Despite this progress, he is bothered by a lack of overall attention paid to lung cancer by media, funding agencies and the public compared to some other forms of cancer.
Otterson attributes these problems to a lingering stigma against the disease. He notes that many consider it a “self-inflicted” illness caused by tobacco use, even though some 20 percent of patients have never used tobacco. He said other factors that contribute to the lack of attention include a more elderly patient population, late-stage diagnosis, lower survival rates and a lack of compelling spokespersons for lung cancer awareness.
To assuage his frustrations, Otterson hits the road each year for Pelotonia, working to help change the lung cancer landscape for his patients and their families. Since the first Pelotonia cycling event in 2009, he has ridden every year but one, when a schedule conflict forced him to be a virtual rider instead.
“The purpose of Pelotonia is to end cancer by raising money for research,” says Otterson, a professor in the Division of Medical Oncology at Ohio State and member of the Translational Therapeutics Program at the OSUCCC – James. “Everyone who’s been doing research of any duration recognizes that there’s been a shrinkage of federal monies, so getting finances to support research in whatever ways we can is important.
“On a personal level,” he adds, “I ride to honor my patients and families for all they have to go through.”
He thinks of them often during his usual 100-mile ride from Columbus to Gambier, especially in the second 50 miles, when every pedal stroke is hard. “The first year, I thought, ‘Oh, I can do a 100-mile ride, lots of people can do that,” he recalls. “I’ve discovered over the past 10 years that it’s actually pretty tough. But so is going through treatment for cancer, so I draw inspiration from my patients.”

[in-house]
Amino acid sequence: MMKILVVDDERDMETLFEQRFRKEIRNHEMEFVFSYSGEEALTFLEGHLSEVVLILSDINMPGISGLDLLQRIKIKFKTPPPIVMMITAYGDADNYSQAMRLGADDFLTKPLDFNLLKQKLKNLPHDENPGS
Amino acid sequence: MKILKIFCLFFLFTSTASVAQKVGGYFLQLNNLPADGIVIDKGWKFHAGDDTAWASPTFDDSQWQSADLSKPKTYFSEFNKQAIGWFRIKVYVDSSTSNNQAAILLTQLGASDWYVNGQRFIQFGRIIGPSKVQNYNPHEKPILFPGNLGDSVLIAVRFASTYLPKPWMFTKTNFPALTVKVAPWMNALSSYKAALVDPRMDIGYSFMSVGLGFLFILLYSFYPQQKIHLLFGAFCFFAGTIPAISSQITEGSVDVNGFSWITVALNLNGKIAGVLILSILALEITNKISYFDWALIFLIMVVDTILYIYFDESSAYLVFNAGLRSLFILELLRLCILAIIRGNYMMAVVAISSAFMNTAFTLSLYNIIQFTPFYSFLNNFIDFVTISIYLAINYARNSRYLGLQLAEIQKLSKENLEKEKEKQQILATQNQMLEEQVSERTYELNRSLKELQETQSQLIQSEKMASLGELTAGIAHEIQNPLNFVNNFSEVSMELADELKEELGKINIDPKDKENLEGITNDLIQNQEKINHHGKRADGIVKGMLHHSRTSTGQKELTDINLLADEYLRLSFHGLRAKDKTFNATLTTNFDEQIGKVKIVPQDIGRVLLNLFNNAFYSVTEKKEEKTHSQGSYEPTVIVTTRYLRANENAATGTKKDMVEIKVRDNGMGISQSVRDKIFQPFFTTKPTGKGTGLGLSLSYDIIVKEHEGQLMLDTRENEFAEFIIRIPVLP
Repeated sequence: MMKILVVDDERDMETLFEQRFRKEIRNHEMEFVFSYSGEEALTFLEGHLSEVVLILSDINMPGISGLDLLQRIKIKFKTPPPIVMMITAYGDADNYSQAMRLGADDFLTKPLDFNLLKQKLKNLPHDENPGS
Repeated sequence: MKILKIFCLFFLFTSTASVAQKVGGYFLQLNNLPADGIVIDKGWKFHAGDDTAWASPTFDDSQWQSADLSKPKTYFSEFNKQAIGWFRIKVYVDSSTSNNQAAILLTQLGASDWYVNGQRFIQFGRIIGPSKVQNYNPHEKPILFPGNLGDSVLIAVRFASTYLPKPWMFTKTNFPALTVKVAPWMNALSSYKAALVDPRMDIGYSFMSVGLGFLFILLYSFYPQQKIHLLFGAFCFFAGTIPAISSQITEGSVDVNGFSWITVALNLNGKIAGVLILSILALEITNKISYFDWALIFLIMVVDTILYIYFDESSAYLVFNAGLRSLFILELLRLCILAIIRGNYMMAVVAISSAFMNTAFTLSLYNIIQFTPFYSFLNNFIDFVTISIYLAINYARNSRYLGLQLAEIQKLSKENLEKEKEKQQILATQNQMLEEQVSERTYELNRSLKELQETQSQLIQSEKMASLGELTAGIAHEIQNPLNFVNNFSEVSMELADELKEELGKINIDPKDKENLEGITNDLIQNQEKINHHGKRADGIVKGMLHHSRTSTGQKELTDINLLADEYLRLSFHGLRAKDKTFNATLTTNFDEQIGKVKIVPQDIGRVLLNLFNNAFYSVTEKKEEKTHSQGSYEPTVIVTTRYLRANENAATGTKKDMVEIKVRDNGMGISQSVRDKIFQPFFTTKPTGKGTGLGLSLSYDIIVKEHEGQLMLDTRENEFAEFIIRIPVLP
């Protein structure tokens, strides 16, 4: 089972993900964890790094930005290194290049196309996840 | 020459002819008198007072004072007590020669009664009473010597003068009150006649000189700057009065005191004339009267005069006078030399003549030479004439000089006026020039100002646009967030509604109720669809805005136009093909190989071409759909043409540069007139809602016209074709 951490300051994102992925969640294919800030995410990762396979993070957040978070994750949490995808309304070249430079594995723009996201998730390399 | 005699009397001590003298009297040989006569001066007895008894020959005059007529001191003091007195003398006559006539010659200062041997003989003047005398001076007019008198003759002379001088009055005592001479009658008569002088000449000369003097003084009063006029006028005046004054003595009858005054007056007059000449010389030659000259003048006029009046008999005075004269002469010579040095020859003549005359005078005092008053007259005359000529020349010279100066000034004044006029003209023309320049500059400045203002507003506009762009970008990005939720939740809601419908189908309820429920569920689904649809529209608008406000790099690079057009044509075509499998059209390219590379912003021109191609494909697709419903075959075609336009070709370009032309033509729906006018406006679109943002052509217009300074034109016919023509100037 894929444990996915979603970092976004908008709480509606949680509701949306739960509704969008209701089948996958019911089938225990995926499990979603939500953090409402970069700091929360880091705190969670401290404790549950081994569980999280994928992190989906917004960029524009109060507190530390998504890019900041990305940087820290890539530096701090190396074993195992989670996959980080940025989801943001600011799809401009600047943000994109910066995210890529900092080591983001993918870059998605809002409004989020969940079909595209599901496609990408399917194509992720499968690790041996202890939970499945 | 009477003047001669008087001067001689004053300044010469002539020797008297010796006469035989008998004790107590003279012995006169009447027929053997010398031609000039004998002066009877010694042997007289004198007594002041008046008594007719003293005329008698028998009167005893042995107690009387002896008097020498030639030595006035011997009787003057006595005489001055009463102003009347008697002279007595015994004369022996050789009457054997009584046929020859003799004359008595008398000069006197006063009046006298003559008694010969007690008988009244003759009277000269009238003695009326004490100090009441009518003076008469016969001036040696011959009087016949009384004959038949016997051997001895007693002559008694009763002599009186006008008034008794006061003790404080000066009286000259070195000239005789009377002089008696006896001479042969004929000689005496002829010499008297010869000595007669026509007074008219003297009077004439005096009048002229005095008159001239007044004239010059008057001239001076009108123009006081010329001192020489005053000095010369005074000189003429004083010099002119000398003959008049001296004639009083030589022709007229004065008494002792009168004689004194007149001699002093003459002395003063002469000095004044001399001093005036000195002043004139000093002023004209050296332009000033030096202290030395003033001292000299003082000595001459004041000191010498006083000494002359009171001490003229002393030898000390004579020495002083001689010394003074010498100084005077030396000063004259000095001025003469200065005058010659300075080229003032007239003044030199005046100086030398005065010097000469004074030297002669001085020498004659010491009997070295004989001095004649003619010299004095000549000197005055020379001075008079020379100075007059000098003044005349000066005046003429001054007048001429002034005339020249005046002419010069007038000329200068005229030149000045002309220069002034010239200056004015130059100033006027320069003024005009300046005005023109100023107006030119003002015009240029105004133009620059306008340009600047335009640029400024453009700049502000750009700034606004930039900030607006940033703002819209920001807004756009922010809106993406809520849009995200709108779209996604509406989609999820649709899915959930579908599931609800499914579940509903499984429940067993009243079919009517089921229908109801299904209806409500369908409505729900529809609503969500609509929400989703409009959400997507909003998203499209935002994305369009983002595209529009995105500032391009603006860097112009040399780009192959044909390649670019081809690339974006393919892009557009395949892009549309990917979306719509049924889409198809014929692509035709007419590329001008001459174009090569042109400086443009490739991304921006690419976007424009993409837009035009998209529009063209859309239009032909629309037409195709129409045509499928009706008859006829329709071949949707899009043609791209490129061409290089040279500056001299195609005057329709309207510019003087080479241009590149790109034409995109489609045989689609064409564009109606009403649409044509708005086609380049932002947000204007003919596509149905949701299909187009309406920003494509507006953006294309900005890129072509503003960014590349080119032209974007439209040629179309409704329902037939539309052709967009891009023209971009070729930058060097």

Otterson is captain of the Team Lung peloton (riding group), which is part of the Team Buckeye superpeloton representing Ohio State. His team has some 15 members, including several of his colleagues, at least one of his patients and a few family members of patients—not to mention his wife, Mary Ann Murphy, who’s ridden with him every year that he’s ridden in the event.
But not mile for mile. “She usually beats me,” Otterson says. “She’s a much better athlete and has a lot more endurance. She’ll stick with me for the first 50 miles, and then she takes off.”
Despite his frustration over impediments to progress against lung cancer, he is encouraged by dramatic improvements in caring for these patients over the past decade.
“One advance has been the advent of immunotherapy (enhancing the body’s natural ability to combat cancer) through new agents,” he says. “The real question now is, ‘What can we do when patients either don’t respond to immunotherapy or when their cancer progresses again after immunotherapy?’ There’s a new generation of clinical trials looking at next steps for patients, and that’s one of the biggest areas of our research.”
Also transforming cancer care over the past 10-15 years, he says, has been the rise of targeted therapies. “Some of these are amazingly effective—we used to call them ‘Lazarus drugs’—but they’re not ‘forever drugs,’” Otterson says. “Many patients develop resistance, so finding the next targeted therapy is a compelling need.”
Which is another reason he rode again in 2018, although somewhat apprehensively because his training was slowed by an inclement early spring. But he stepped it up and completed his ride, fueled by patients, families, funding needs and the cheering multitudes he saw along the way.
He notes that, in Pelotonia 17, he was pleased to ride awhile with Clara D. Bloomfield, MD, a Distinguished University Professor who also serves as cancer scholar and senior adviser to the OSUCCC – James. At 76, she still rides 25 miles each year.
“She was on a tandem bike with one of her postdoctoral fellows,” Otterson says, “and that was inspiring. She helps ignite the fire in my belly, anyway. I see her out there and think, ‘All right, I can do this.'"